Situated at the ceremonial entrance to Arlington National Cemetery, the Military Women’s Memorial is the only major national memorial and education center dedicated to preserving and honoring the history of all servicewomen – past and present. Free and open to the public, the Memorial hosts an event that includes formal military honors, remarks from current and former servicewomen, and a keynote address.

Arlington National Cemetery is open to the public during the holiday week, but security around special events can impact your visit. If you add ANC to your itinerary,  your tour manager will work with you to make this a meaningful stop for your student group. 

For teachers and students who can not be there, Arlington National Cemetery Explorer offers an interactive map of the grounds that can be searched by points of interest, including Medal of Honor recipients, notable gravesites, and monuments and memorials. This is an excellent resource for any teacher who wants to encourage students to remember the heroism and sacrifices of America’s servicemen and women prior to a school trip to Washington, D.C

United States Soldiers’ and Airmen’s Home National Cemetery

A lesser-known national cemetery, the United States Soldiers’ and Airmen’s Home National Cemetery is maintained by the Department of the Army. The cemetery’s rolling hills mark the final resting place for more than 14,000 veterans, including many who fought in the Civil War and 21 recipients of the Medal of Honor, the nation’s highest military decoration.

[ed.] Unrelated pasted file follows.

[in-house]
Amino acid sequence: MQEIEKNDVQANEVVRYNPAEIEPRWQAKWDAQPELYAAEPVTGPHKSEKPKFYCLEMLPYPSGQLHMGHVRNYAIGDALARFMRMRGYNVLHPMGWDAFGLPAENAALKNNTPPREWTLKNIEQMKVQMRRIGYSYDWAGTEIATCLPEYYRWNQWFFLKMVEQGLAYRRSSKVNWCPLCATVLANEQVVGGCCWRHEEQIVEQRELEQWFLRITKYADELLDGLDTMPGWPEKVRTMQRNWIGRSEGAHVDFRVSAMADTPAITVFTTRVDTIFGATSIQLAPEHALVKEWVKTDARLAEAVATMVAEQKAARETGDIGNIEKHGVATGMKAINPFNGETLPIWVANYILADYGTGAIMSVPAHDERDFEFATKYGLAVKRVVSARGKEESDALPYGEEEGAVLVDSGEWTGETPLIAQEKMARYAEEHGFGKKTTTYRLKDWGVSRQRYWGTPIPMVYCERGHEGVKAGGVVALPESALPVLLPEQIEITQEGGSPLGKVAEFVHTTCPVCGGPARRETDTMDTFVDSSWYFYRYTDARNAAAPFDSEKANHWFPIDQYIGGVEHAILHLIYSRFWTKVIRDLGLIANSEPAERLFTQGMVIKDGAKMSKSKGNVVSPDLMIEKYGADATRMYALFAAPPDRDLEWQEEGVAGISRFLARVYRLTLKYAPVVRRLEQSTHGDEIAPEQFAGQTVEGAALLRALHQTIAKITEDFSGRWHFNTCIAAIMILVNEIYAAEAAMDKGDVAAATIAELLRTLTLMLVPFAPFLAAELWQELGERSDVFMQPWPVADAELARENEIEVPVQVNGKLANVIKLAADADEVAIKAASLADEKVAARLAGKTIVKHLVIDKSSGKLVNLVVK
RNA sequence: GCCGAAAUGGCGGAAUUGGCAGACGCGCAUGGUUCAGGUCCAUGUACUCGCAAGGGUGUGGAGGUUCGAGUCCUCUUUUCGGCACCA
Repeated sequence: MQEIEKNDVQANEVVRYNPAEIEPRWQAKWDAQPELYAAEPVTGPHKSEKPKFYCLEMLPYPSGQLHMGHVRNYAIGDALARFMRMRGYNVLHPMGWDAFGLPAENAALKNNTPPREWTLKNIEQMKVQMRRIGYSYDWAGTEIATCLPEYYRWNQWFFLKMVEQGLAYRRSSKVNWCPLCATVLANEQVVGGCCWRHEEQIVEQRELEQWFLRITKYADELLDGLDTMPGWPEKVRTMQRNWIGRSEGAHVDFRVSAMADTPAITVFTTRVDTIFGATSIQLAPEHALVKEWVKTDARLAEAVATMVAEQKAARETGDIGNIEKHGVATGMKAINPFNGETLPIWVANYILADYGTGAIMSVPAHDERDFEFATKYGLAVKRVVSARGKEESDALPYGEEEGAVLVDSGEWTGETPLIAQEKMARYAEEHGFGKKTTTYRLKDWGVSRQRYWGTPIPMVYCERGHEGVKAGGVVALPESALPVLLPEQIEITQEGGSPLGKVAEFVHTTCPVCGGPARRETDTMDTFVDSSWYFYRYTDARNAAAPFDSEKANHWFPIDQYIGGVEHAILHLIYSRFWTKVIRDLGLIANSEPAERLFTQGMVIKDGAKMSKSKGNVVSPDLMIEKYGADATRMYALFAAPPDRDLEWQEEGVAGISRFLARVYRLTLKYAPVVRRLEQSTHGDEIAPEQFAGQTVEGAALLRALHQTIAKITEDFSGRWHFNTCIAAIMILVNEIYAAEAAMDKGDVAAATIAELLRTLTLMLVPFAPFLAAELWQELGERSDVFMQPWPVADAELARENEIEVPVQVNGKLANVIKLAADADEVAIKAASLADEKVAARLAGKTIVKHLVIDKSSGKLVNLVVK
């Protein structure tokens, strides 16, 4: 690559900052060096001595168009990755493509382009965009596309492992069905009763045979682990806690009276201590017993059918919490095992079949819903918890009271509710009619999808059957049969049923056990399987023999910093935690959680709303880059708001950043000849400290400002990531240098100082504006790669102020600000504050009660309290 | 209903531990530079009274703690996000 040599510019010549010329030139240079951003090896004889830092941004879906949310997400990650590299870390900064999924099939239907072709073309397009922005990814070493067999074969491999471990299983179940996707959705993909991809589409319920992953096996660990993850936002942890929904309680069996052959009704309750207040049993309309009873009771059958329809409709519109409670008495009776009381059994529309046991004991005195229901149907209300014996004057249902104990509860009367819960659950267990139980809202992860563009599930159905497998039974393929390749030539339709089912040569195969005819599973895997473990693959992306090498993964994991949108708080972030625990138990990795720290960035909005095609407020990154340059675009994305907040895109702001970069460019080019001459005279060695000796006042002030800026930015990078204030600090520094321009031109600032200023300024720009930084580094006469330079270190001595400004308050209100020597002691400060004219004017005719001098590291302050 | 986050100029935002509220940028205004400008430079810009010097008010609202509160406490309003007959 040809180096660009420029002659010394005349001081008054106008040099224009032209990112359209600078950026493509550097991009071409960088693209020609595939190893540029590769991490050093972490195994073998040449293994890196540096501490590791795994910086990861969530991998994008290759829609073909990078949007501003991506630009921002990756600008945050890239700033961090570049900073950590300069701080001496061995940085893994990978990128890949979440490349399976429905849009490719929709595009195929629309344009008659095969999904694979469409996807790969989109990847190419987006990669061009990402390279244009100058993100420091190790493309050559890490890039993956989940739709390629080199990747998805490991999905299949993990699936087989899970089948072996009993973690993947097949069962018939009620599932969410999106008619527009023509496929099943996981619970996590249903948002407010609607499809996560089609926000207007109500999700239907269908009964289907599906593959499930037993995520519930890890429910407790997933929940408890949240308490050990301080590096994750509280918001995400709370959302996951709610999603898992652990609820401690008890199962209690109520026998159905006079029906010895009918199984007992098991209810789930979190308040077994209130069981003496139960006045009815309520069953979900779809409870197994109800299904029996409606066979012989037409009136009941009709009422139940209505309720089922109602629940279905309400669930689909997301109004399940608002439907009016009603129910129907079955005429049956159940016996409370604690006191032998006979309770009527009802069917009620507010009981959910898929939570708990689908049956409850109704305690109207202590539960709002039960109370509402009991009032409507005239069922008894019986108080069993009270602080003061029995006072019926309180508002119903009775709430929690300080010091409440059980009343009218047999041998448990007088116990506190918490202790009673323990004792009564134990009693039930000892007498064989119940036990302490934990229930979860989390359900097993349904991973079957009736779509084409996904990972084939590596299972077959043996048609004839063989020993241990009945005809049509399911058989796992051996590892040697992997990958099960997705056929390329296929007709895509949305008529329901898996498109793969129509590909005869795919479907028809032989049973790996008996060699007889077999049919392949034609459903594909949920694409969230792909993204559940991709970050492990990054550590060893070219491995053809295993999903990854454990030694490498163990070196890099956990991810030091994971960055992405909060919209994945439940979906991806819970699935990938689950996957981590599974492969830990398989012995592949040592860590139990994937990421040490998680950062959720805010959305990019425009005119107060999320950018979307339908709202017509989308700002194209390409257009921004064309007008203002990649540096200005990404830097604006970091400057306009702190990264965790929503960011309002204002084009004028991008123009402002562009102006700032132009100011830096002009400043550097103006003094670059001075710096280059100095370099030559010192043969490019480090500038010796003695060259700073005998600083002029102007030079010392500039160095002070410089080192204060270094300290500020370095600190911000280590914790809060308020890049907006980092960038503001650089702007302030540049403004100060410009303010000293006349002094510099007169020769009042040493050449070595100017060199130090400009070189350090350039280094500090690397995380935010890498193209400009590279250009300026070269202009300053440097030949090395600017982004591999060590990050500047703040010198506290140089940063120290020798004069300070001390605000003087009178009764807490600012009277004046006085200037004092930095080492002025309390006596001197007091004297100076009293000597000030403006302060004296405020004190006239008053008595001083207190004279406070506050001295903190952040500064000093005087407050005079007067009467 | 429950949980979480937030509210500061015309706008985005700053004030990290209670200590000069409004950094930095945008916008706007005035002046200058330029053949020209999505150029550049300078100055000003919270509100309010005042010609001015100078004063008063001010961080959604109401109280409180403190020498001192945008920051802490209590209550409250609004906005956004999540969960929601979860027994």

After World War I, Decoration Day evolved to commemorate American military personnel who died in all wars. The war memorials in Washington, D.C. become a way to learn about the service and sacrifice of so many. 

WWI Memorial Scheduled for installation in September 2024, the Memorial’s central feature is a sculpture titled A Soldier’s Journey. It features 38 figures that depict the journey of an American soldier and the larger American experience of World War I. 

WWII Memorial – Placed between the Washington Monument and the Lincoln Memorial, the World War II Memorial “recognizes the ways Americans served, honors those who fell, and recognizes the victory they achieved to restore freedom and end tyranny around the globe” through stone architecture and bronze sculptures.

Korean War Memorial  This Memorial is a place of reflection that “honors the Americans who answered the call, those who worked and fought under the most trying of circumstances, and those who gave their lives for the cause of freedom.” The Korean War Veterans Memorial Foundation holds a ceremony and wreath-laying event on Memorial Day.